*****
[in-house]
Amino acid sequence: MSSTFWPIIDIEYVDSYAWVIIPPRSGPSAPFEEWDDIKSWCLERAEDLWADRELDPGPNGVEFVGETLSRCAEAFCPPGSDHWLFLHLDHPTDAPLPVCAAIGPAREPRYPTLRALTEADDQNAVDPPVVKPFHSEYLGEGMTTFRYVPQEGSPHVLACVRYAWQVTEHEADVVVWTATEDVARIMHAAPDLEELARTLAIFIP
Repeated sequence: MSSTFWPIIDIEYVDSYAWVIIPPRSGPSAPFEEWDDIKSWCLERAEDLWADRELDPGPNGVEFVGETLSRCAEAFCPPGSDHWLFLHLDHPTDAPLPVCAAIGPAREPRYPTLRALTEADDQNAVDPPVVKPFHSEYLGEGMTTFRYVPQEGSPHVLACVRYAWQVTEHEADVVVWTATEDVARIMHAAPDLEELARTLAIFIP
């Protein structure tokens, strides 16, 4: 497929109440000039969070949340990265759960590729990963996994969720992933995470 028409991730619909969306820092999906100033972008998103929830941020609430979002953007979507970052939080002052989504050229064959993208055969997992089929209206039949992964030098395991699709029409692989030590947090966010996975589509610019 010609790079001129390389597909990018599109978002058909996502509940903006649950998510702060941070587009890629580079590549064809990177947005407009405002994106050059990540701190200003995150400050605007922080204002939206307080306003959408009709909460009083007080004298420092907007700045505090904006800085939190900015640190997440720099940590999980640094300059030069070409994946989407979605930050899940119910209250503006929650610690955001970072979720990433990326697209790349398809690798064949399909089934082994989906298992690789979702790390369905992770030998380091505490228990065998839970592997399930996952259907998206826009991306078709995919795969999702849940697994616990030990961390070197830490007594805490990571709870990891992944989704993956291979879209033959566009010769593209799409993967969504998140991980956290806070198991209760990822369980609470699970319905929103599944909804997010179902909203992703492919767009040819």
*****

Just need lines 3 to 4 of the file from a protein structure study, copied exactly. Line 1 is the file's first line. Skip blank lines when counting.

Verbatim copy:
Repeated sequence: MSSTFWPIIDIEYVDSYAWVIIPPRSGPSAPFEEWDDIKSWCLERAEDLWADRELDPGPNGVEFVGETLSRCAEAFCPPGSDHWLFLHLDHPTDAPLPVCAAIGPAREPRYPTLRALTEADDQNAVDPPVVKPFHSEYLGEGMTTFRYVPQEGSPHVLACVRYAWQVTEHEADVVVWTATEDVARIMHAAPDLEELARTLAIFIP
């Protein structure tokens, strides 16, 4: 497929109440000039969070949340990265759960590729990963996994969720992933995470 028409991730619909969306820092999906100033972008998103929830941020609430979002953007979507970052939080002052989504050229064959993208055969997992089929209206039949992964030098395991699709029409692989030590947090966010996975589509610019 010609790079001129390389597909990018599109978002058909996502509940903006649950998510702060941070587009890629580079590549064809990177947005407009405002994106050059990540701190200003995150400050605007922080204002939206307080306003959408009709909460009083007080004298420092907007700045505090904006800085939190900015640190997440720099940590999980640094300059030069070409994946989407979605930050899940119910209250503006929650610690955001970072979720990433990326697209790349398809690798064949399909089934082994989906298992690789979702790390369905992770030998380091505490228990065998839970592997399930996952259907998206826009991306078709995919795969999702849940697994616990030990961390070197830490007594805490990571709870990891992944989704993956291979879209033959566009010769593209799409993967969504998140991980956290806070198991209760990822369980609470699970319905929103599944909804997010179902909203992703492919767009040819």